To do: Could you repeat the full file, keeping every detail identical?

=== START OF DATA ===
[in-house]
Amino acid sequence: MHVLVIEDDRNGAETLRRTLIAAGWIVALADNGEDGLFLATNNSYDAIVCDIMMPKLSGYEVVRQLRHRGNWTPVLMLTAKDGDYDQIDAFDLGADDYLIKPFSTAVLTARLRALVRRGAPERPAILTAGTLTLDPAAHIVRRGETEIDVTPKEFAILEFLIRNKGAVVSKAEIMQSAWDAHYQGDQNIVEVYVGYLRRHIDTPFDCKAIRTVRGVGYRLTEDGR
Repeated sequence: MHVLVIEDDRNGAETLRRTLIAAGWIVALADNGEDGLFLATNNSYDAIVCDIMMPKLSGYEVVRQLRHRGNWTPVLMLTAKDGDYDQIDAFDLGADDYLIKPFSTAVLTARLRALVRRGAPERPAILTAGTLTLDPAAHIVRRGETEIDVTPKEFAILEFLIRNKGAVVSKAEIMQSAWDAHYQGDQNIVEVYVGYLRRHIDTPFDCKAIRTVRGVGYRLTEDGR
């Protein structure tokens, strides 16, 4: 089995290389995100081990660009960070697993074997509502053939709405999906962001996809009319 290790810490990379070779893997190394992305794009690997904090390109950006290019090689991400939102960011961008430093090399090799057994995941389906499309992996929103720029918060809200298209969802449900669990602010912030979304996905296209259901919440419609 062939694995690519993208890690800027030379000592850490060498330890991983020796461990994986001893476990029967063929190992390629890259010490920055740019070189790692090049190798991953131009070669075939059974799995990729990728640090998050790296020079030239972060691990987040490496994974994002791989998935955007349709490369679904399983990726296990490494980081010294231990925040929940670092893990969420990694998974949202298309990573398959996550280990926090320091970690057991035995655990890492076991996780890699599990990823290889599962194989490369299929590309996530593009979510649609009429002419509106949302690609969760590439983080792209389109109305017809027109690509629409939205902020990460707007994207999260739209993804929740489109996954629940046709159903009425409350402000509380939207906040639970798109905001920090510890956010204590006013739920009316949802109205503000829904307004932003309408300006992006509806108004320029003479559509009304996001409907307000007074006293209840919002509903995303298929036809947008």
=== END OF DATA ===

[in-house]
Amino acid sequence: MHVLVIEDDRNGAETLRRTLIAAGWIVALADNGEDGLFLATNNSYDAIVCDIMMPKLSGYEVVRQLRHRGNWTPVLMLTAKDGDYDQIDAFDLGADDYLIKPFSTAVLTARLRALVRRGAPERPAILTAGTLTLDPAAHIVRRGETEIDVTPKEFAILEFLIRNKGAVVSKAEIMQSAWDAHYQGDQNIVEVYVGYLRRHIDTPFDCKAIRTVRGVGYRLTEDGR
Repeated sequence: MHVLVIEDDRNGAETLRRTLIAAGWIVALADNGEDGLFLATNNSYDAIVCDIMMPKLSGYEVVRQLRHRGNWTPVLMLTAKDGDYDQIDAFDLGADDYLIKPFSTAVLTARLRALVRRGAPERPAILTAGTLTLDPAAHIVRRGETEIDVTPKEFAILEFLIRNKGAVVSKAEIMQSAWDAHYQGDQNIVEVYVGYLRRHIDTPFDCKAIRTVRGVGYRLTEDGR
């Protein structure tokens, strides 16, 4: 089995290389995100081990660009960070697993074997509502053939709405999906962001996809009319 290790810490990379070779893997190394992305794009690997904090390109950006290019090689991400939102960011961008430093090399090799057994995941389906499309992996929103720029918060809200298209969802449900669990602010912030979304996905296209259901919440419609 062939694995690519993208890690800027030379000592850490060498330890991983020796461990994986001893476990029967063929190992390629890259010490920055740019070189790692090049190798991953131009070669075939059974799995990729990728640090998050790296020079030239972060691990987040490496994974994002791989998935955007349709490369679904399983990726296990490494980081010294231990925040929940670092893990969420990694998974949202298309990573398959996550280990926090320091970690057991035995655990890492076991996780890699599990990823290889599962194989490369299929590309996530593009979510649609009429002419509106949302690609969760590439983080792209389109109305017809027109690509629409939205902020990460707007994207999260739209993804929740489109996954629940046709159903009425409350402000509380939207906040639970798109905001920090510890956010204590006013739920009316949802109205503000829904307004932003309408300006992006509806108004320029003479559509009304996001409907307000007074006293209840919002509903995303298929036809947008």